Besides biasing of the junctions for linear operation, any state of the two junctions can occur. For example, both junctions might be forward-biased, in which case the transistor is said to be in saturation and acts nearly as a short circuit between E-C, while if the junctions are simultaneously back-biased the transistor is said to be cut off and acts as an open circuit between all terminals. The transistor can be controlled between saturation and cutoff to make it act as an electronically controlled switch. This mode of operation is especially useful for binary arithmetic, as used by almost all digital computers, where 0 and 1 logic levels are represented by the saturation and cutoff transistor states.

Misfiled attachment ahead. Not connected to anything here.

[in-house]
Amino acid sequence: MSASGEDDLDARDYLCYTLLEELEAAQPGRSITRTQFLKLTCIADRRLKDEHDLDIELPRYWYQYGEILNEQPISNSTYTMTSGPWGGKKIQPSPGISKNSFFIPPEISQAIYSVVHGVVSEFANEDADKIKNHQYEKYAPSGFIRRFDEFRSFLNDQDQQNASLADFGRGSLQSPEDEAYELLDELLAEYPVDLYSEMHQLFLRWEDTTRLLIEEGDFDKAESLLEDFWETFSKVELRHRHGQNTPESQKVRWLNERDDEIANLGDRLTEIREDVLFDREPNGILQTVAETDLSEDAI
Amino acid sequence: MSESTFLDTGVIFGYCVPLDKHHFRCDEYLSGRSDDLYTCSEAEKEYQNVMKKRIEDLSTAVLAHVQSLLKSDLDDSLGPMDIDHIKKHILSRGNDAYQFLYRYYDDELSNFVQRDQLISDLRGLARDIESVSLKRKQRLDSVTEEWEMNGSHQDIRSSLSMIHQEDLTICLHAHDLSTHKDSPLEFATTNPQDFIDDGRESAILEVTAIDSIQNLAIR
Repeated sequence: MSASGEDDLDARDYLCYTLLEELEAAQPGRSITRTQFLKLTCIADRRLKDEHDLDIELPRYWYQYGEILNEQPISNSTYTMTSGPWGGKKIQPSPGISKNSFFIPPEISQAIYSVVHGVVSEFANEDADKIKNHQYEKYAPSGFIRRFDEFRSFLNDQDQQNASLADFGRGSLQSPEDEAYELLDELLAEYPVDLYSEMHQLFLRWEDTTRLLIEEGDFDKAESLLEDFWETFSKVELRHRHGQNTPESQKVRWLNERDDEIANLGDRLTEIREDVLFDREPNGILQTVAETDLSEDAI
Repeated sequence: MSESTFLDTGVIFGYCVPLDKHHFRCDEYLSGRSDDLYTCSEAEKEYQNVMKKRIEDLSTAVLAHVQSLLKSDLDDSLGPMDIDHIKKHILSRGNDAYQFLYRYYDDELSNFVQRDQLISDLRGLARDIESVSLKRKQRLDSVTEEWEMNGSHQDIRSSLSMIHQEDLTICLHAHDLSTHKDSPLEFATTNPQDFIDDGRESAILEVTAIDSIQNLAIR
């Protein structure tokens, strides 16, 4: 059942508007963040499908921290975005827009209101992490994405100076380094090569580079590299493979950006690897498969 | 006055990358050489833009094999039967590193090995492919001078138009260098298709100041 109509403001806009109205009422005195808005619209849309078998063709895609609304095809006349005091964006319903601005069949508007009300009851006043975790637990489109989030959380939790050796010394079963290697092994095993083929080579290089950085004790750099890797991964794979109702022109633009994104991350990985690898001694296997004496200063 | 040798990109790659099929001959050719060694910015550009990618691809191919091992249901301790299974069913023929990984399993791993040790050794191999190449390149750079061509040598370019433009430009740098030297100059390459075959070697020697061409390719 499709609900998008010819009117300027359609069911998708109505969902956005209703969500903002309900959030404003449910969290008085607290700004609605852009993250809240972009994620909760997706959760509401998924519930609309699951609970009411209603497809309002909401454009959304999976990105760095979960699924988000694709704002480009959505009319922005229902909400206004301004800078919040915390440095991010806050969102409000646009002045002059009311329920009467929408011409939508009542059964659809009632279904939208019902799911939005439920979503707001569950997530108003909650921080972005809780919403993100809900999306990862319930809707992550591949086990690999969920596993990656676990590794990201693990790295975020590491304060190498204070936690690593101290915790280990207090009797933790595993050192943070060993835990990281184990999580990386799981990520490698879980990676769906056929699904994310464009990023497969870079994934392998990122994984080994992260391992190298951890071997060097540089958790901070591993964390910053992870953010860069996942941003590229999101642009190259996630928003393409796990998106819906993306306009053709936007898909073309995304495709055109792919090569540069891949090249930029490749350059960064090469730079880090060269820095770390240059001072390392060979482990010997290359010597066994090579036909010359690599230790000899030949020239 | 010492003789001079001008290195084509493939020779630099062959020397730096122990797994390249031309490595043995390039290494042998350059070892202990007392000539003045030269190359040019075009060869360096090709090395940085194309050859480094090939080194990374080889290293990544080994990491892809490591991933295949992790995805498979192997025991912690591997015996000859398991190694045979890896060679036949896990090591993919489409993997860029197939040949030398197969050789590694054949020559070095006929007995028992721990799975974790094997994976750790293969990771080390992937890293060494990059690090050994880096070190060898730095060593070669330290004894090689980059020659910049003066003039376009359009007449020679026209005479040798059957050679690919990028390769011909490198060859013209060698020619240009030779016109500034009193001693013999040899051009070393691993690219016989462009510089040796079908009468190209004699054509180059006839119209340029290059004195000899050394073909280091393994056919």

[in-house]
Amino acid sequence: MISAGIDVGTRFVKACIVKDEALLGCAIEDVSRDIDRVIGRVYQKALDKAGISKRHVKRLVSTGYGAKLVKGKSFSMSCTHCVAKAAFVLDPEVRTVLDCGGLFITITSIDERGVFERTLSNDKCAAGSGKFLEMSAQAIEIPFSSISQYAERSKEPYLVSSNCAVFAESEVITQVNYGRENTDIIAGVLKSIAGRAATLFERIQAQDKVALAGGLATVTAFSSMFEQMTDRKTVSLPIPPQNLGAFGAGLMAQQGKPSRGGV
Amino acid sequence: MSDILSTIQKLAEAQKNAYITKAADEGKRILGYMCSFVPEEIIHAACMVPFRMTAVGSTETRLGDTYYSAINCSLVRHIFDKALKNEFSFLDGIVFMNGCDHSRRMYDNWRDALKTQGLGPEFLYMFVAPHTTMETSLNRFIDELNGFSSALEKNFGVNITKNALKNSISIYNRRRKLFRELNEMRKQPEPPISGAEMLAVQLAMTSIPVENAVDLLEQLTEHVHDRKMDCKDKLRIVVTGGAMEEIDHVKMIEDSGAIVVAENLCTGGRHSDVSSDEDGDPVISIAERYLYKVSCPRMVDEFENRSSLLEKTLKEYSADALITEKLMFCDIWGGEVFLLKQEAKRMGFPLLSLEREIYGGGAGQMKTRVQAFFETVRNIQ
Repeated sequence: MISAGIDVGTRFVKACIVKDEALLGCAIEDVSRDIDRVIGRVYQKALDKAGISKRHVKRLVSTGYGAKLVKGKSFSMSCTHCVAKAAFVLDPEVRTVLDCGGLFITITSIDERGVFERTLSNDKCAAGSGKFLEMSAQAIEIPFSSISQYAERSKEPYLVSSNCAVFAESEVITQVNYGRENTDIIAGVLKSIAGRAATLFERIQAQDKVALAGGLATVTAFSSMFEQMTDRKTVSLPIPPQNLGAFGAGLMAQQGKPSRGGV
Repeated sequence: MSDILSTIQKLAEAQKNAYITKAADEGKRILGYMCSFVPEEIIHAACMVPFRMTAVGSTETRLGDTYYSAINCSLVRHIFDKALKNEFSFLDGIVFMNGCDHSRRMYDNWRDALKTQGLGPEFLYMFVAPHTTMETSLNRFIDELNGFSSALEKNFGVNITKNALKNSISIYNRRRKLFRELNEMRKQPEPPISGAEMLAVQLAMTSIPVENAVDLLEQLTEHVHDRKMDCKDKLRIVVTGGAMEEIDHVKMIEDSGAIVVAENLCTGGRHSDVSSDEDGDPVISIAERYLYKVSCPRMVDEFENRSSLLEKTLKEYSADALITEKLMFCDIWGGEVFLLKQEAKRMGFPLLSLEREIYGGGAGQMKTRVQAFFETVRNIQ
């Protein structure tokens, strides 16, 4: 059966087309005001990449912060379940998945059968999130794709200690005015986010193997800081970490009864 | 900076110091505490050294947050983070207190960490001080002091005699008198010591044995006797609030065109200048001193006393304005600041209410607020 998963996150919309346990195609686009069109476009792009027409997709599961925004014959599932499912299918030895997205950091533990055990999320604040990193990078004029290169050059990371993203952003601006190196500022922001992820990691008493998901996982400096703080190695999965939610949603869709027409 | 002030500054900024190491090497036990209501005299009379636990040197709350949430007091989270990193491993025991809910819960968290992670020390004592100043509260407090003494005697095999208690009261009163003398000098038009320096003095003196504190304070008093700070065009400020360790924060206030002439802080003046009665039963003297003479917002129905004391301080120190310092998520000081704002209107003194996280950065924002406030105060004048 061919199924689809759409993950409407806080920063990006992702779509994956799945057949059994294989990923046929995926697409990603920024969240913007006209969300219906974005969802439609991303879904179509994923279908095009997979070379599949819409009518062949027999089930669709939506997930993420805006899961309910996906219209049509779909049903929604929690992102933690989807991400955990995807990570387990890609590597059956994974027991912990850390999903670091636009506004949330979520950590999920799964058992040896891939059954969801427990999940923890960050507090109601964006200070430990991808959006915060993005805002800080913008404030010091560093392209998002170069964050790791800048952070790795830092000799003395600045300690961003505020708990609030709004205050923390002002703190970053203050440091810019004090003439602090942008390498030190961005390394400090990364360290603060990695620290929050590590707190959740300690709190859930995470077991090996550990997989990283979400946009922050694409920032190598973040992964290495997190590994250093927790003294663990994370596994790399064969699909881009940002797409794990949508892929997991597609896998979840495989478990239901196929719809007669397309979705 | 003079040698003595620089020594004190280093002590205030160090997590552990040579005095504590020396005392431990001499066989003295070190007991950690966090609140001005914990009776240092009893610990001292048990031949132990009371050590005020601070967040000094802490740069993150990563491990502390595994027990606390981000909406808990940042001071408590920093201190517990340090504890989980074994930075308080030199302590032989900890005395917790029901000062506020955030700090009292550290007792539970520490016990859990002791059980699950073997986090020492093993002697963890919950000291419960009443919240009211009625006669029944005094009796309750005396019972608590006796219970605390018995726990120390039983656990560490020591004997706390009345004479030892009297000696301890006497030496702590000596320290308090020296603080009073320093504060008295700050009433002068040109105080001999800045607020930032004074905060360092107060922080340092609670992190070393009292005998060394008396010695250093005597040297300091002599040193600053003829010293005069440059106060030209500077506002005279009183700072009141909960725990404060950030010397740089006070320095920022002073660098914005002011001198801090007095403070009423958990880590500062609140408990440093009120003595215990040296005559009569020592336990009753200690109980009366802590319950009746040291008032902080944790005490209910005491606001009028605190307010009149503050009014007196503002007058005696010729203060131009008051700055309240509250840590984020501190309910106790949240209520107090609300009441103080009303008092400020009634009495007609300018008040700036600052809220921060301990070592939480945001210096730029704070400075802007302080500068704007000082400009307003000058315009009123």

The path taken by an electric current in flowing through a conductor through one complete run of a set of wires from a power source, such as a panelboard, to various electrical devices and back to the same power source. The wires used for various circuits are prescribed by codes, such as the National Electrical Code.
The active elements are the sources of electric energy for the circuit; they may be batteries, direct-current generators, or alternating-current generators. The passive elements are resistors, inductors, and capacitors. The electric circuit is described by a circuit diagram or map showing the active and passive elements and their connecting conducting paths.
In basic diagrams, the standard symbols for the circuit components are arranged in correspondence with the operational principle of the device, as well as to facilitate the reading of the diagram. In design diagrams, all or some of the components are represented as equivalent circuits; in such diagrams, sources of electromotive force, current, resistance, inductance, capacitance, and so on are assumed to be components with lumped parameters.